Since June, I have been expecting stocks, bonds and the dollar to grind lower while commodities per se begin to head higher. I have been stating loudly the time is finally at hand for commodity prices to finally begin to gain ground on stocks, shares, equities and the Dow Jones.
My reasoning for such a scenario to emerge is simple: The spread difference between stocks and commodities is the widest in nearly 50 years in favor of stocks.
Of course, I am not suggesting that stocks have to crash and burn from here, but they certainly could. All I am suggesting is that commodities are historically cheap compared to stocks.
My work hints that sooner than later, stocks will either stop rising or actually move south while commodity values cease going down or move north. However, through and including this week, stocks continue to gain on commodities.
To my chagrin, the scenario I have been touting for two months has yet to unfold. Believe me, there are a host of other writers, analysts, market gurus and so on who believe the total opposite.
But there is one well-known, high-profile individual that came forth this week basically predicting what I have been saying. His name is Alan Greenspan, former Fed chairman.
From Bloomberg News, dated July 31, titled “Greenspan Sees Return of Stagflation Unseen Since 1970s,” the first line states: “Little to slow growth and rising inflation? That’s what’s in store for the U.S. economy, according to Alan Greenspan.”
The next two paragraphs read: “The former Federal Reserve chairman told Bloomberg the era of sluggish expansion without any meaningful increase in inflation is bound to end — not with an acceleration in growth, but with faster price gains. In other words, stagflation is on the horizon and that bodes poorly for the American economy.”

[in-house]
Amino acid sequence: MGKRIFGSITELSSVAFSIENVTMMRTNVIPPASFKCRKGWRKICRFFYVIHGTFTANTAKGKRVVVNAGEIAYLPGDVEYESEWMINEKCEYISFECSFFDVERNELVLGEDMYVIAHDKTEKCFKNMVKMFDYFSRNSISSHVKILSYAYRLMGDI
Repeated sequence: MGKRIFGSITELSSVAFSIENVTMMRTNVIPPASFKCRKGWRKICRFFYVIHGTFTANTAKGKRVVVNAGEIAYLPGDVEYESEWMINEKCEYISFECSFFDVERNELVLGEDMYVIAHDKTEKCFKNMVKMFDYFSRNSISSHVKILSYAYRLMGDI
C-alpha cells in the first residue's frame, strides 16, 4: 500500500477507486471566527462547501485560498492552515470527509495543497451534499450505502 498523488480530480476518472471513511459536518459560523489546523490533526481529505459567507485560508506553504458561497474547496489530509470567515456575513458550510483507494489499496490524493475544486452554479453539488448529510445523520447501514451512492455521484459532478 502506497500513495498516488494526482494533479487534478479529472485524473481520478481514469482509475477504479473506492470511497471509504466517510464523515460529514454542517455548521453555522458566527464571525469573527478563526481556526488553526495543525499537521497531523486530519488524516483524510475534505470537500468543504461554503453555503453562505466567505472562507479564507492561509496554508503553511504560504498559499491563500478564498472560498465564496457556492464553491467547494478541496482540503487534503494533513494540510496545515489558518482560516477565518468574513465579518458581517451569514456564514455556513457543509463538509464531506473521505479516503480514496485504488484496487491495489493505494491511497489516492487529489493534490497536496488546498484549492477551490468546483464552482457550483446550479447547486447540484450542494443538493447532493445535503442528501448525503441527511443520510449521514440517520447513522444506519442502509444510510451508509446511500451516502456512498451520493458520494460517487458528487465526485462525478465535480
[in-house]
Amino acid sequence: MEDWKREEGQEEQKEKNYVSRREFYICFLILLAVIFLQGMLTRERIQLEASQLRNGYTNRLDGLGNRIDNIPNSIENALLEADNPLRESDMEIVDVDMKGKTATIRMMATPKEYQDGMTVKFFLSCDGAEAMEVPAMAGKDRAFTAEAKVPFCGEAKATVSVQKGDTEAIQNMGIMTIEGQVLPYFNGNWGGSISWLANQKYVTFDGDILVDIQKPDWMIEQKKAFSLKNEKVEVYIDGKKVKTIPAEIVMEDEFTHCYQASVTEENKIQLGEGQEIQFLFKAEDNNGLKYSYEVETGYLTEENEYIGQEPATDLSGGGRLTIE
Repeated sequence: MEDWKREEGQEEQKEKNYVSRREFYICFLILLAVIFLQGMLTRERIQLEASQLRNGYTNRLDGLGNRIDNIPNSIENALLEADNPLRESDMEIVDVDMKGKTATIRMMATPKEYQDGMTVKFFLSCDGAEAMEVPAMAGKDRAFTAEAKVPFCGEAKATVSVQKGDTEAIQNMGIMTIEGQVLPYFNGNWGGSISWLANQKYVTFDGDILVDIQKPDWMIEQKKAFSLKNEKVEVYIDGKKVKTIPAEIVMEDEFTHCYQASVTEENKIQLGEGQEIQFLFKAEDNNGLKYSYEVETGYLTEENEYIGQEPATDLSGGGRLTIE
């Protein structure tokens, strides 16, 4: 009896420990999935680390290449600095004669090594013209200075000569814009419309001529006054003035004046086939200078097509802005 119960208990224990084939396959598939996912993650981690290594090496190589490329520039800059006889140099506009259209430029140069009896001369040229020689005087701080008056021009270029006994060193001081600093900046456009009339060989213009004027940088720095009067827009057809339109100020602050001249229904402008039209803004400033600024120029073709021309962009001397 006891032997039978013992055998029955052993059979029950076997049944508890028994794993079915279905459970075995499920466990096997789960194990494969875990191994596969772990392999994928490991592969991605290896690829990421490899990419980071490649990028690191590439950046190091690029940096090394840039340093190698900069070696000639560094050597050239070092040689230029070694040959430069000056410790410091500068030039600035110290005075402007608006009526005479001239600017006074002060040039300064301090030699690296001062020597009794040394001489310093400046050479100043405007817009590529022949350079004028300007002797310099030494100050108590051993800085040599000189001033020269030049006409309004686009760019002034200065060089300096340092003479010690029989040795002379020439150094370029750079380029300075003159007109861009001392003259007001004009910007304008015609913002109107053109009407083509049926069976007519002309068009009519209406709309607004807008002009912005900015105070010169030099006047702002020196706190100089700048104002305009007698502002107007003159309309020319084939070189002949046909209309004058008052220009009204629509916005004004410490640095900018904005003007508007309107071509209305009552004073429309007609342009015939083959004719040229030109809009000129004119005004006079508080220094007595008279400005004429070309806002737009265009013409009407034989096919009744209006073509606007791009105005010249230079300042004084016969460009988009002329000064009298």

“We’ve been in a period of stagnation since 2008 as a consequence of the sharp decline of capital investment and productivity growth,” Greenspan said during a telephone interview. “But stagflation is about to emerge. We are moving into a different phase of the economy — to a stagflation not seen since the 1970s — that is not good for asset prices.”
“By any measure, real long-term interest rates are much too low and therefore unsustainable,” the former Federal Reserve chairman, 91, said in an interview. “When they move higher they are likely to move reasonably fast. We are experiencing a bubble, not in stock prices but in bond prices. This is not discounted in the marketplace.”
What Greenspan did not mention is that down through history “as bonds go, so go stocks.” History shows clearly if bonds fall deep enough and interest rates rise high enough, it will impact the stock market in a negative manner.
And the one force that can send bond prices much lower than expected and interest rates higher than expected is rising commodity prices that spawn inflation. The greatest threat to bond prices always is inflation.
Needless to say, Greenspan’s comments about bonds being a “bubble” and inflation poised to rear its ugly head were widely scorned on Wall Street. After all, it was in December 1996, when the dot-com bubble was being watched carefully, that he used the phrase “irrational exuberance” to hint the market was vastly overvalued.
Supposedly, he thought of that particular phrase while in the bathtub writing a speech. Anyway, following the use of that phrase, stocks across the globe dropped sharply, but also recovered immediately. It was not for another three years and at far high levels before stocks, led by the Nasdaq, did a historic nosedive.
In 2016, hard assets as measured by the Bloomberg Commodity Index posted a gain, 11 percent, for the first time in six years. This year, the same index is down nearly 8 percent.
The index was in the penthouse in 2016, but thus far in the outhouse this year. Still, the year has another four months to go.
If my work is correct, as well as the words spilling from the lips of Alan Greenspan, inflation should begin to pick up in the final months of this year, leading to lower bond prices, higher interest rates and a lower or stagnant stock market.
And now that Greenspan is on the same page as yours truly, I feel more confident about what lies ahead. Unless, of course, we are both proven wrong.